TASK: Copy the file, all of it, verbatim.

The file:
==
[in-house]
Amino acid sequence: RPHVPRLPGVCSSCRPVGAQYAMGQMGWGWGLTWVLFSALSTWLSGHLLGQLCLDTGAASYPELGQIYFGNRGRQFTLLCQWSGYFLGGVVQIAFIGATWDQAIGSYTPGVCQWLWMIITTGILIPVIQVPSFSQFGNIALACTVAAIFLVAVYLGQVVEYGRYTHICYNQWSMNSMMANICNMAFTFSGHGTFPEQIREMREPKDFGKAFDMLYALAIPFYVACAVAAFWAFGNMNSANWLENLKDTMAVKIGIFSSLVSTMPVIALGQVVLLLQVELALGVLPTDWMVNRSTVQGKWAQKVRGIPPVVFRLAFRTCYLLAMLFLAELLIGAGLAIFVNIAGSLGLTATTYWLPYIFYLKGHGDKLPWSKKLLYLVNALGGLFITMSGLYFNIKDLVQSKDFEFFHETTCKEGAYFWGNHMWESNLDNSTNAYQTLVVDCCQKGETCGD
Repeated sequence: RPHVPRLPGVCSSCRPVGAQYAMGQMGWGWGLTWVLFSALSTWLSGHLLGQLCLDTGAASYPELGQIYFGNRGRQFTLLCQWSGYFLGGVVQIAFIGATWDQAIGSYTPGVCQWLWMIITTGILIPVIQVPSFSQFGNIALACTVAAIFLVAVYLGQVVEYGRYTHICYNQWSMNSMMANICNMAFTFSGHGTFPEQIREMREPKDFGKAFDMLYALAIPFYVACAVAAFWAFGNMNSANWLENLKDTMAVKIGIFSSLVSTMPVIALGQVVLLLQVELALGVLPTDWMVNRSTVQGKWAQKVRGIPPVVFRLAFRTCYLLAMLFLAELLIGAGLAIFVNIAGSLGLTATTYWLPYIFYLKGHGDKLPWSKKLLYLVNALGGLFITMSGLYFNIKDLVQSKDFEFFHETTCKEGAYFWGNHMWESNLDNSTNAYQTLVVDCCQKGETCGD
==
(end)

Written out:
[in-house]
Amino acid sequence: RPHVPRLPGVCSSCRPVGAQYAMGQMGWGWGLTWVLFSALSTWLSGHLLGQLCLDTGAASYPELGQIYFGNRGRQFTLLCQWSGYFLGGVVQIAFIGATWDQAIGSYTPGVCQWLWMIITTGILIPVIQVPSFSQFGNIALACTVAAIFLVAVYLGQVVEYGRYTHICYNQWSMNSMMANICNMAFTFSGHGTFPEQIREMREPKDFGKAFDMLYALAIPFYVACAVAAFWAFGNMNSANWLENLKDTMAVKIGIFSSLVSTMPVIALGQVVLLLQVELALGVLPTDWMVNRSTVQGKWAQKVRGIPPVVFRLAFRTCYLLAMLFLAELLIGAGLAIFVNIAGSLGLTATTYWLPYIFYLKGHGDKLPWSKKLLYLVNALGGLFITMSGLYFNIKDLVQSKDFEFFHETTCKEGAYFWGNHMWESNLDNSTNAYQTLVVDCCQKGETCGD
Repeated sequence: RPHVPRLPGVCSSCRPVGAQYAMGQMGWGWGLTWVLFSALSTWLSGHLLGQLCLDTGAASYPELGQIYFGNRGRQFTLLCQWSGYFLGGVVQIAFIGATWDQAIGSYTPGVCQWLWMIITTGILIPVIQVPSFSQFGNIALACTVAAIFLVAVYLGQVVEYGRYTHICYNQWSMNSMMANICNMAFTFSGHGTFPEQIREMREPKDFGKAFDMLYALAIPFYVACAVAAFWAFGNMNSANWLENLKDTMAVKIGIFSSLVSTMPVIALGQVVLLLQVELALGVLPTDWMVNRSTVQGKWAQKVRGIPPVVFRLAFRTCYLLAMLFLAELLIGAGLAIFVNIAGSLGLTATTYWLPYIFYLKGHGDKLPWSKKLLYLVNALGGLFITMSGLYFNIKDLVQSKDFEFFHETTCKEGAYFWGNHMWESNLDNSTNAYQTLVVDCCQKGETCGD